On the Hill

Blinken: Iran must make changes before U.S. lifts IRGC terror designation

The secretary of state said Iran would have to take ‘necessary steps’ for the designation to be removed, but also argued that it is largely ineffectual

AL DRAGO/AFP via Getty Images

Secretary of State Antony Blinken testifies before a Senate Foreign Relations Committee hearing.

Marc Rod
Capitol Hill Reporter

Secretary of State Tony Blinken said on Tuesday that lifting the Islamic Revolutionary Guard Corps’ designation as a Foreign Terrorist Organization (FTO) would require Iran to take unspecified “steps,” but also argued that, “as a practical matter, the designation does not really gain [the U.S.] much.”

The designation is reportedly the key sticking point in nuclear talks between the U.S., Iran and other international partners, which have once again stalled over the disagreement. Recent reports indicate that the talks, which are taking place in Vienna, are close to collapsing. 

“The only way I could see [the FTO] being lifted is if Iran takes steps necessary to justify the lifting of that designation. So it knows what it would have to do in order to see that happen,” Blinken told the Senate Foreign Relations Committee during testimony over the State Department’s 2023 budget request. “It would require Iran to take certain actions and to sustain them.”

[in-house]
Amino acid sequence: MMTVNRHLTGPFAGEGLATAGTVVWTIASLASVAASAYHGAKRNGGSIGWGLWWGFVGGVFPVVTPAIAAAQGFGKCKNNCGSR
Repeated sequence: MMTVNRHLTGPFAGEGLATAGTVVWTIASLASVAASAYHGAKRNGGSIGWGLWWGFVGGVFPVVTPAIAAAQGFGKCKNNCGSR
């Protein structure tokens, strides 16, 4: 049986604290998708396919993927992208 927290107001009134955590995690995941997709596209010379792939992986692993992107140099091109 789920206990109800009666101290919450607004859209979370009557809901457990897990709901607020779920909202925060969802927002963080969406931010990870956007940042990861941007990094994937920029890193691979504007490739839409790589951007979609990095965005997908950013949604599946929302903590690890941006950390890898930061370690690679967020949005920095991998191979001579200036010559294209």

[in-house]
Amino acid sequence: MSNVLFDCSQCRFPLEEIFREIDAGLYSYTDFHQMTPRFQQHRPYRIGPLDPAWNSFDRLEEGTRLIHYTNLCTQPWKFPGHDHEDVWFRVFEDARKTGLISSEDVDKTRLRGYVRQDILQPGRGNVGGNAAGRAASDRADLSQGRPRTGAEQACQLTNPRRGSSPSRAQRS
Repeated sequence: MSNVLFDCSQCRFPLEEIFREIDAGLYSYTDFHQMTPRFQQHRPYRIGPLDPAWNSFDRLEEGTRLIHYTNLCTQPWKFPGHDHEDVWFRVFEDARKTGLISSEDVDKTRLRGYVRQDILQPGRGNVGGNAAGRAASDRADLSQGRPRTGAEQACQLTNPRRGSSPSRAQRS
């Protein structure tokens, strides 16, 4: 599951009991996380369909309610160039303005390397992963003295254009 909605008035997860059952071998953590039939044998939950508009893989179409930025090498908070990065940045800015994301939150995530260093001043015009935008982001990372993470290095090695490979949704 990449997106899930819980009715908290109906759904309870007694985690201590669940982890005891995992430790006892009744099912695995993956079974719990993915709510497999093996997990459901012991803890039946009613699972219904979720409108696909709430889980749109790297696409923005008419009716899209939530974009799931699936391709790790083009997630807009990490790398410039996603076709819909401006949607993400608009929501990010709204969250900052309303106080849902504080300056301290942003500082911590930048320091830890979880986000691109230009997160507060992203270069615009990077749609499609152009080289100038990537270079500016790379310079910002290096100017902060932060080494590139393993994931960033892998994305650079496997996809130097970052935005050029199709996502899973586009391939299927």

But, Blinken continued, “If [Iran] purported to do something and then didn’t… [FTO designation] can always be reimposed.” 

Pointing to the previous opposition to the designation from top officials in the Bush, Obama and Trump administrations, Blinken argued that the designation may do more harm than good. 

“In the judgment of the [George W. Bush and Obama] administrations and senior leadership in President [Donald] Trump’s administration, the gain was minimal and the pain was potentially great,” Blinken continued. “And as a practical matter, the designation does not really gain you much because there are myriad other sanctions on the IRGC.”

The main impact of the FTO, beyond other sanctions measures, is a travel ban on IRGC members, including conscripts, even though “the people who are the real bad guys have no intention of traveling here anyway,” Blinken argued. He added that the Biden administration has issued 86 additional sanctions against the IRGC, which would remain in place regardless of a nuclear deal or delisting.

“In one way or another, both the entity as a whole and its component parts, individual members, will remain on the books irrespective” of a nuclear deal, Blinken said.